After the late 1970s China slowly moved away from totalitarian, command economy communism. It moved towards a nationalistic, state-guided, bureaucratic market economy, with a high emphasis on harnessing individual entrepreneurial energies within a collectivist framework. The reforms harnessed the potential latent in the old system and set in motion a virtuous circle of growth out of the command economy. China became ever more powerful internationally. In Russia, the reforms quickly destroyed the old state apparatus, but failed to construct an effective successor state. They allowed the creation of a highly unequal and deeply disorienting process of primitive capitalist accumulation. The resulting inequalities in asset ownership will fix the parameters for economic life for many decades to come. The reforms caused a disastrous decline in investment and industrial output, setting in motion a vicious circle of economic collapse. Russia became ever weaker internationally, to the point that its policies were constructed at the direct instruction of the major international capitalist institutions. In the brief space of just a few years it had been humiliated and broken as a great power.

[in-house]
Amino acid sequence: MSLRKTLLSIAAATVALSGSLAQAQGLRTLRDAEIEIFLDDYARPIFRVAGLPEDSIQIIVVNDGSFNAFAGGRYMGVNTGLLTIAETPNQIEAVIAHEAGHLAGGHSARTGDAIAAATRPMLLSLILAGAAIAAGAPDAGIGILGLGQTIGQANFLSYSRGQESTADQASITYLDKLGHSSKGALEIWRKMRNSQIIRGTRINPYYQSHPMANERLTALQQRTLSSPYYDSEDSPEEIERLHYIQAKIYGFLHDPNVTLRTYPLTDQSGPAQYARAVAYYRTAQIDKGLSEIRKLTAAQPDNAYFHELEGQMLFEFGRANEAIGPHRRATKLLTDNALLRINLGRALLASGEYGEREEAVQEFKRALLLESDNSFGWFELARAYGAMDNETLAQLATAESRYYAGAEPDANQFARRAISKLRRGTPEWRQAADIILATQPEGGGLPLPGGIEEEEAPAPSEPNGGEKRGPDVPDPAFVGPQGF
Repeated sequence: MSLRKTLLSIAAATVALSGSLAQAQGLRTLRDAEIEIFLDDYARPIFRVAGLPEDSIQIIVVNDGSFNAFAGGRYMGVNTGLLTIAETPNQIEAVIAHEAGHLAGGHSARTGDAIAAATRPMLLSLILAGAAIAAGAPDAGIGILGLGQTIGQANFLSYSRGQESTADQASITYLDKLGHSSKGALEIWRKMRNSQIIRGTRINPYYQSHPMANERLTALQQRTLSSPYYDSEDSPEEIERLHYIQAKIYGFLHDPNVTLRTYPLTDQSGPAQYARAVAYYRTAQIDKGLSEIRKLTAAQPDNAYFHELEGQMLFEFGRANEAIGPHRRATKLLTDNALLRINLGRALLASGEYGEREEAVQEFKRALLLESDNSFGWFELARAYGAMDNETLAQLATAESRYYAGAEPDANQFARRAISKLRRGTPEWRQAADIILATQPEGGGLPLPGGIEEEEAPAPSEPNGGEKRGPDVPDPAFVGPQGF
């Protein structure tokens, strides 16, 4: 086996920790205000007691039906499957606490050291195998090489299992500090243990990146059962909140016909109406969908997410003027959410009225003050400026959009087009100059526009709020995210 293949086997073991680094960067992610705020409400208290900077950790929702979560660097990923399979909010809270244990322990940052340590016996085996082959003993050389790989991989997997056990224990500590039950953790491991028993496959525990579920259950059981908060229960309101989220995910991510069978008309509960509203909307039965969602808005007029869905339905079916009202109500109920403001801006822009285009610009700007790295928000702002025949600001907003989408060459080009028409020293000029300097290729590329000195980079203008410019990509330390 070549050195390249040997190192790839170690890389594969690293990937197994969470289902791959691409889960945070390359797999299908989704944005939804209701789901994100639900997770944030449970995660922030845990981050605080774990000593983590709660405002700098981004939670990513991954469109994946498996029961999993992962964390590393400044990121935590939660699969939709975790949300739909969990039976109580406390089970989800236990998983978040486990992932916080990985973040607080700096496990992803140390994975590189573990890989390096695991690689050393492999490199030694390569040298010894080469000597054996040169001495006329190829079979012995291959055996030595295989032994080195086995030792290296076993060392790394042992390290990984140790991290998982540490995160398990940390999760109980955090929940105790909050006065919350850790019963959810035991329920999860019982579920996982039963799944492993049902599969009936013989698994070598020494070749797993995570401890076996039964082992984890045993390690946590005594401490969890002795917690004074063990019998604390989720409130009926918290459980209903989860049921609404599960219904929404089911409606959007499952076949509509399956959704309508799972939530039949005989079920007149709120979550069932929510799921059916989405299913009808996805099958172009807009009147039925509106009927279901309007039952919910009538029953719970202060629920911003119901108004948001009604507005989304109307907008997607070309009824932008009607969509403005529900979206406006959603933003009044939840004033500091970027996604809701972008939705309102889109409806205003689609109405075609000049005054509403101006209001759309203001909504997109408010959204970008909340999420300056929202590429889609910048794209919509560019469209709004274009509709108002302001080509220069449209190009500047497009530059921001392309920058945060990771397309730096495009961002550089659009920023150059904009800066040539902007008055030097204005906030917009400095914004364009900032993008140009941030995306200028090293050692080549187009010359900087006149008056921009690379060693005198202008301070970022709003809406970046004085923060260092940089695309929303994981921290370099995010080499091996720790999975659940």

KeywordsAsset Ownership Communist Country Virtuous Circle Reform Period Fiscal Capacity
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